Praxis Fiber Workshop: Praxis has invited Venezuelan artists Eduardo Portillo and Mariá Eugenia Dávila to partner with a pair of local artists to be the first to use its newly fermented Indigo Vat (via a naturally-grown indigo crop and ready for use in spring 2019). Each Creative Fusion artist or team will be responsible for helping to facilitate three workshops, with a total of nine workshops across Cleveland over eight weeks. Tentatively slated to take place at Praxis (located in North Collinwood), the Collinwood Recreation Center, the Collinwood/Nottingham Library and Euclid Beach, the goal is to engage 900 people across the region during this residency. Other locations could include the West Side Market, 78th Street Studios, Morgan Conservatory, Shaker Heights Shelton Park, Edgewater Park and Public Square. 900 squares will be sewn together by Praxis staff to create a total of three 60-foot banners, which will be on display during celebrations to commemorate the anniversary of the burning of the Cuyahoga River.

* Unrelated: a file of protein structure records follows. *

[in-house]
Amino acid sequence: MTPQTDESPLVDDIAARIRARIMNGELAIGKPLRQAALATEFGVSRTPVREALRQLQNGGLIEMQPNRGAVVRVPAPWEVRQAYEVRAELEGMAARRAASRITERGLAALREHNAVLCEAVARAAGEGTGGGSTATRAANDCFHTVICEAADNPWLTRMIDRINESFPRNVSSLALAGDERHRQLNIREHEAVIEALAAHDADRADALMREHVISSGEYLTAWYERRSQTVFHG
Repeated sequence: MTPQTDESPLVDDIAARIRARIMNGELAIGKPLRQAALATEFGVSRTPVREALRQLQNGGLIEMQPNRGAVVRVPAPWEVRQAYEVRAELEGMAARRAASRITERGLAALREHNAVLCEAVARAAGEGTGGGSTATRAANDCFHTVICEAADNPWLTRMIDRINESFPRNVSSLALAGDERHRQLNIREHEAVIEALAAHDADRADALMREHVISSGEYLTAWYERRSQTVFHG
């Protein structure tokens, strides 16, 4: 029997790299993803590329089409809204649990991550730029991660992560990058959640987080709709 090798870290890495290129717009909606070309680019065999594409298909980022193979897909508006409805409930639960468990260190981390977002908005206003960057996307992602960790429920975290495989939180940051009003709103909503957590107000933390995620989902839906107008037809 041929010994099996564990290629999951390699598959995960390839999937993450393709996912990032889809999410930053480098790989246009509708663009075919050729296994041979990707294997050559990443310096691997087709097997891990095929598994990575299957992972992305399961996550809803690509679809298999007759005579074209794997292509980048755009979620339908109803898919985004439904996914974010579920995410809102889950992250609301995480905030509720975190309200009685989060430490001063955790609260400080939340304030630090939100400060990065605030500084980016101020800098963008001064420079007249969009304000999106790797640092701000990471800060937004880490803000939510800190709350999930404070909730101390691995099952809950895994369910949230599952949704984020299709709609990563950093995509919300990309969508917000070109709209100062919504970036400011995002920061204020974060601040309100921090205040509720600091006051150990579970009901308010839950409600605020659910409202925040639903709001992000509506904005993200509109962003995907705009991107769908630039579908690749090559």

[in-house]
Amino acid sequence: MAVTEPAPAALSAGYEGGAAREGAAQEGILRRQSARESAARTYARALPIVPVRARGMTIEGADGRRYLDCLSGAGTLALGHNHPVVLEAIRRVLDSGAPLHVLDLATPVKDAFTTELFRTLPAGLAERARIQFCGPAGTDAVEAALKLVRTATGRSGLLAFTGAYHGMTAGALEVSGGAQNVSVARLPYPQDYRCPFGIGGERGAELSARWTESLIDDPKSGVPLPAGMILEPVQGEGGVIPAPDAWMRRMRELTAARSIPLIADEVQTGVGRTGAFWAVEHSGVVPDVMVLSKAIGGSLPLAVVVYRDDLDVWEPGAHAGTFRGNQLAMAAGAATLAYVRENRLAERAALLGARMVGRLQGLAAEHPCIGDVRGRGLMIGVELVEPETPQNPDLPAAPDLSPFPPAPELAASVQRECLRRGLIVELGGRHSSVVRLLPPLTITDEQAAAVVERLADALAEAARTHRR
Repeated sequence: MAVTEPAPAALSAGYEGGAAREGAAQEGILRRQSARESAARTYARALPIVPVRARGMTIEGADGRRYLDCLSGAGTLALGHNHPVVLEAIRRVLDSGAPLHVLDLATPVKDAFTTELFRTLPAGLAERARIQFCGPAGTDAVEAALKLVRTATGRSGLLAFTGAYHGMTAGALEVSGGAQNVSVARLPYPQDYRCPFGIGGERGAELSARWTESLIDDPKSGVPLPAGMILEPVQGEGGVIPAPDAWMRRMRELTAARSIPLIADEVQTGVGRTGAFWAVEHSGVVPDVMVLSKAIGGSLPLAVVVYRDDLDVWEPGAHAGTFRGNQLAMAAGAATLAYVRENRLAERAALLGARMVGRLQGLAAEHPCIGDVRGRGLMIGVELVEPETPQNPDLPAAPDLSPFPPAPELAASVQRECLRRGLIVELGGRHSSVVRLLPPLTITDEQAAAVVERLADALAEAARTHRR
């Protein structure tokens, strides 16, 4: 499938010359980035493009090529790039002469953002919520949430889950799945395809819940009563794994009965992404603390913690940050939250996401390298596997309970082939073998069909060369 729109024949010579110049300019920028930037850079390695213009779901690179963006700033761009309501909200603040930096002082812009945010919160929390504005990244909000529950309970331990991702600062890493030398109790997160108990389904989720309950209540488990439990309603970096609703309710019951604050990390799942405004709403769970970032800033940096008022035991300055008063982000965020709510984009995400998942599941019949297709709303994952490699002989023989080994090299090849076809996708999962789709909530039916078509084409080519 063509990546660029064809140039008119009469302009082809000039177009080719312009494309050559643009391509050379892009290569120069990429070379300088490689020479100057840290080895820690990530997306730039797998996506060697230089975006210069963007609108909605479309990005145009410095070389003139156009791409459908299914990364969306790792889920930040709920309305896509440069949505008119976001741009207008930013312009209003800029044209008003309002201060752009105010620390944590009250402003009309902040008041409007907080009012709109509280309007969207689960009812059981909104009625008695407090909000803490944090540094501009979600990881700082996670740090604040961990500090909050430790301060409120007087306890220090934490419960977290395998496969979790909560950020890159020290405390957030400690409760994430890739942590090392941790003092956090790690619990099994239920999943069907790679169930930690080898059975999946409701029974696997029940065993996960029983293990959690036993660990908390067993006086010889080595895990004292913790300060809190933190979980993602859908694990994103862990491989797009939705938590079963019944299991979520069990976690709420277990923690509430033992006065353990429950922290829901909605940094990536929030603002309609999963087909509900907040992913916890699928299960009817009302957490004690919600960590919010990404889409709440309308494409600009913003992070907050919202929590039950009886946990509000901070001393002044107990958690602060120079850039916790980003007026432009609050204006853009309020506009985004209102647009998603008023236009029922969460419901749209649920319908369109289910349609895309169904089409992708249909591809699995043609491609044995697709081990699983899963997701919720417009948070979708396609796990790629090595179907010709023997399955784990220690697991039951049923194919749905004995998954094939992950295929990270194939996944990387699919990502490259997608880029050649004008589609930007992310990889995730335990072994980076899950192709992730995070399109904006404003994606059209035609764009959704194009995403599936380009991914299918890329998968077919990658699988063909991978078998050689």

Global PechaKucha Night: Waterways: PechaKucha Night Cleveland and LAND studio will host Global PechaKucha Night: Waterways, a groundbreaking event featuring thought leaders and activists from around the globe. The PechaKucha format is fast-paced and engaging, with each presentation consisting of 20 slides timed to 20 seconds of speaking time per slide. This gives each presenter exactly 6 minutes, 40 seconds to wow the audience and convey their message – no less, no more. This crowd-pleasing format was pioneered in Tokyo in the early 2000s and quickly spread to over 1,000 cities worldwide.